Marshall v. State Of Md.

Citation999 A.2d 1029,415 Md. 248
Decision Date27 July 2010
Docket NumberNo. 9,2008.,9
PartiesThomas W. MARSHALLv.STATE of Maryland.
CourtCourt of Appeals of Maryland

Katherine P. Rasin, Asst. Public Defender (Nancy S. Forster, Public Defender, of Baltimore, MD), on brief, for petitioner.

Carrie J. Williams, Asst. Atty. Gen. (Douglas F. Gansler, Atty. Gen. of Maryland, of Baltimore, MD), on brief, for respondent.

Argued before BELL, C.J., HARRELL, BATTAGLIA, MURPHY, ADKINS, JOHN C. ELDRIDGE, (Retired, Specially Assigned) and IRMA S. RAKER, (Retired, Specially Assigned), JJ.

JOHN C. ELDRIDGE, J., Retired, Specially Assigned.

The question before us in this criminal case concerns the prosecuting attorney's comments, during closing arguments, about the defendant's decision not to testify in his own behalf. More specifically, the issue is whether the prosecuting attorney's comments constituted error under Article 22 of the Maryland Declaration of Rights and Maryland Code (1974, 2006 Repl.Vol.), § 9-107 of the Courts and Judicial Proceedings Article, or, instead, were permissible under the “invited response” doctrine.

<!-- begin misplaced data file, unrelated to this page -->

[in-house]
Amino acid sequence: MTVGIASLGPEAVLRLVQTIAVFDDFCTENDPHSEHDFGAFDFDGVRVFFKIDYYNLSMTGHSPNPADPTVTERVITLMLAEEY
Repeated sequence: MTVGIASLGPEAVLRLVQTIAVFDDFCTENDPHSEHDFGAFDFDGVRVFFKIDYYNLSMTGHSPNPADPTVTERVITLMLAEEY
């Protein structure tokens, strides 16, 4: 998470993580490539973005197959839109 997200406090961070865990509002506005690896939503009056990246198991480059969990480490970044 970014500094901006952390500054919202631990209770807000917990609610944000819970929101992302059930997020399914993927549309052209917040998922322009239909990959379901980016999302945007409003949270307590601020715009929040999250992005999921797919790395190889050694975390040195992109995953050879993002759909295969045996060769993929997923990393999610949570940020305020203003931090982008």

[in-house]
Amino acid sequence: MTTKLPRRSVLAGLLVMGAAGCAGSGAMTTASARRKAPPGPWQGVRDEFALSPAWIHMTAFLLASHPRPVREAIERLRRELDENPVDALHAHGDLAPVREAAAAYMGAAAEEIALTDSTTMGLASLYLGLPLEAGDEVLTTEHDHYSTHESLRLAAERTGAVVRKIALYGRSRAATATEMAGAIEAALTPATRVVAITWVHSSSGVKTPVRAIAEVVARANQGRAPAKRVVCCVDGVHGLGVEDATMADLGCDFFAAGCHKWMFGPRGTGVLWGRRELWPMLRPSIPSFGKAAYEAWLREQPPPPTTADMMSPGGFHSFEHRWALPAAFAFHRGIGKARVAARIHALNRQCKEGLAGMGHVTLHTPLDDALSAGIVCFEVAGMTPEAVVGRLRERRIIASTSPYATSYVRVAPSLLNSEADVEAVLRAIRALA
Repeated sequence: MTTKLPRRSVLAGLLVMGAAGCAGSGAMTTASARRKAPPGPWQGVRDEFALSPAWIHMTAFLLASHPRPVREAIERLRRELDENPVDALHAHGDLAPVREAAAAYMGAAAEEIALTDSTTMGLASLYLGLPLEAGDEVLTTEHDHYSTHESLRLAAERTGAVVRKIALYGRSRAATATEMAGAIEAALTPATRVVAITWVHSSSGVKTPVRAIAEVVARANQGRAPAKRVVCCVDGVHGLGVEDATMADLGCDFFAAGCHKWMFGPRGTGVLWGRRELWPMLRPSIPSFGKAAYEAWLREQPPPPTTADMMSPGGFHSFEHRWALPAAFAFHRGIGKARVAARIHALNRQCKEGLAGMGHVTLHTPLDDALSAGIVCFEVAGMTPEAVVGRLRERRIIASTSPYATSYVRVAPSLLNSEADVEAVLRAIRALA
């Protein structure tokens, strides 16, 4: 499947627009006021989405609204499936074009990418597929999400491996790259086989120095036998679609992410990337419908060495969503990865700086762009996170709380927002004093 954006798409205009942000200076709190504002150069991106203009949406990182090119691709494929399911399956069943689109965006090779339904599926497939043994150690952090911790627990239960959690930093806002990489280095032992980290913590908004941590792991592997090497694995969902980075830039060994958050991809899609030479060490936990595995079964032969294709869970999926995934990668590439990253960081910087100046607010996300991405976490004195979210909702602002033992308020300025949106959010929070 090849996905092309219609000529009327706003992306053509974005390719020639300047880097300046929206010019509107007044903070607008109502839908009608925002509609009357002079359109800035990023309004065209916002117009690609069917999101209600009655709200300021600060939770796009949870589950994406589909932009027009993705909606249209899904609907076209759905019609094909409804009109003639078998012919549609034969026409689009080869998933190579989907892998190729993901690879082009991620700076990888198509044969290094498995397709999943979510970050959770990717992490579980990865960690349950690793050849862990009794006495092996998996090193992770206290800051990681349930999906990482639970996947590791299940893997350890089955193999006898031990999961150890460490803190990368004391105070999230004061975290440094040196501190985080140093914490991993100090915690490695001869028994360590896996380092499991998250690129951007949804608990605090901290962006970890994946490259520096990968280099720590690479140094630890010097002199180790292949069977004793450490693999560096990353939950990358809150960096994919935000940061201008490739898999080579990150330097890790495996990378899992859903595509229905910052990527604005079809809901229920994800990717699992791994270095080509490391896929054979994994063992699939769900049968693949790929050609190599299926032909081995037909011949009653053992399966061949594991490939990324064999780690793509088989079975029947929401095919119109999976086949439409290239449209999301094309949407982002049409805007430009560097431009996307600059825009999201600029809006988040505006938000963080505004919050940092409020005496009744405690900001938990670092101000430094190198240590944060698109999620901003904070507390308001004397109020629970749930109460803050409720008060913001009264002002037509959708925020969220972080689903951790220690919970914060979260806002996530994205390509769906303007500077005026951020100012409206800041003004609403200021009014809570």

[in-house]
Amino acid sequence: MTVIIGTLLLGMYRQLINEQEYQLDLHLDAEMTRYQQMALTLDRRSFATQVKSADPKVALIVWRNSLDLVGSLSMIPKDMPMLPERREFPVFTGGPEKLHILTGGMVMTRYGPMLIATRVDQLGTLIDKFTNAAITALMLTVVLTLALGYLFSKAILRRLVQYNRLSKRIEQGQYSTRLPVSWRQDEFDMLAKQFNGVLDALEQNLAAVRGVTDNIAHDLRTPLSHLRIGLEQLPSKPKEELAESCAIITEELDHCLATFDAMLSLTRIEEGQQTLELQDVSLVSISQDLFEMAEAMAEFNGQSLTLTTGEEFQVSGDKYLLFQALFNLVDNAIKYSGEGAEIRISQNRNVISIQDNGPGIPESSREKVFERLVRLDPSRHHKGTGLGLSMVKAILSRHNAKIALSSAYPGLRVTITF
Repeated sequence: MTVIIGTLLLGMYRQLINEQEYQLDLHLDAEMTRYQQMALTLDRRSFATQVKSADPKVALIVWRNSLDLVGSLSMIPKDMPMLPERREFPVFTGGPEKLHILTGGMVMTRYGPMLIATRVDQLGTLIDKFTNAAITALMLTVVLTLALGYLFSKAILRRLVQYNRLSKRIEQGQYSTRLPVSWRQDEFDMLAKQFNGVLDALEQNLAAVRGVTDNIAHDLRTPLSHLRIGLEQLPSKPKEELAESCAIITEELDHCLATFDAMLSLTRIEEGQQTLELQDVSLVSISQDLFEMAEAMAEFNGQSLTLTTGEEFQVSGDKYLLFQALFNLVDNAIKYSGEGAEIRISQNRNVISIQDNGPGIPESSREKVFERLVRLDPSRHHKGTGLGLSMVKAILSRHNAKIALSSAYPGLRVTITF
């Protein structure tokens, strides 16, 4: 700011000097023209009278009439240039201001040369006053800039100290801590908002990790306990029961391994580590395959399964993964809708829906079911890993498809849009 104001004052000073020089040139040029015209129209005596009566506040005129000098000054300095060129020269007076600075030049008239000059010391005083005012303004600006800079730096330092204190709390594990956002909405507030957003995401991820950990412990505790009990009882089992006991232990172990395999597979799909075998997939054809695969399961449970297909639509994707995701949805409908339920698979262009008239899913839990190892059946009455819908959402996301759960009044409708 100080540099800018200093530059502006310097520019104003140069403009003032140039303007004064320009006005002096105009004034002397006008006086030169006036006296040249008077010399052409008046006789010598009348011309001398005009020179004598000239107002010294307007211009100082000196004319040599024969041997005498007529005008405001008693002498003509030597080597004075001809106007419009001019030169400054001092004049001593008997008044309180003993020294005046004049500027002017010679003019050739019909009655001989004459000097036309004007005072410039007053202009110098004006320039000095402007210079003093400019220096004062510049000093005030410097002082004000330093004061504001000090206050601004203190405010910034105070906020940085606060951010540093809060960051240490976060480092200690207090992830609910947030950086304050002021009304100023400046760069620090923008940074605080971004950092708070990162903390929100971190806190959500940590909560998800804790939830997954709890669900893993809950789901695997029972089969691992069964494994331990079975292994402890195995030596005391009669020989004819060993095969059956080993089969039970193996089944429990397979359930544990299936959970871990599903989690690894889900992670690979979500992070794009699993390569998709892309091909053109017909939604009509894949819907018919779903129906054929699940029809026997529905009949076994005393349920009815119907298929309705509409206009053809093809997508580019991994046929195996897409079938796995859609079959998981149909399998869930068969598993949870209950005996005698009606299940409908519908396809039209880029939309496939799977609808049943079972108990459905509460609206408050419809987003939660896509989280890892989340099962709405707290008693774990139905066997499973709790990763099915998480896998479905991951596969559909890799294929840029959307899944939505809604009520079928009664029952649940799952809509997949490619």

The petitioner, Thomas Marshall, was charged with possession of cocaine, possession of cocaine with intent to distribute, and possession of drug paraphernalia, in violation of Maryland Code (2002, 2009 Supp.), §§ 5-601, 5-602(2), and 5-619 of the Criminal Law Article. A jury in the Circuit Court for Wicomico County found Marshall guilty of possession of cocaine and possession of cocaine with the intent to distribute, but acquitted him of possession of drug paraphernalia. The possession conviction merged into the possession with intent to distribute conviction, and Marshall was sentenced to ten years' imprisonment for the greater offense.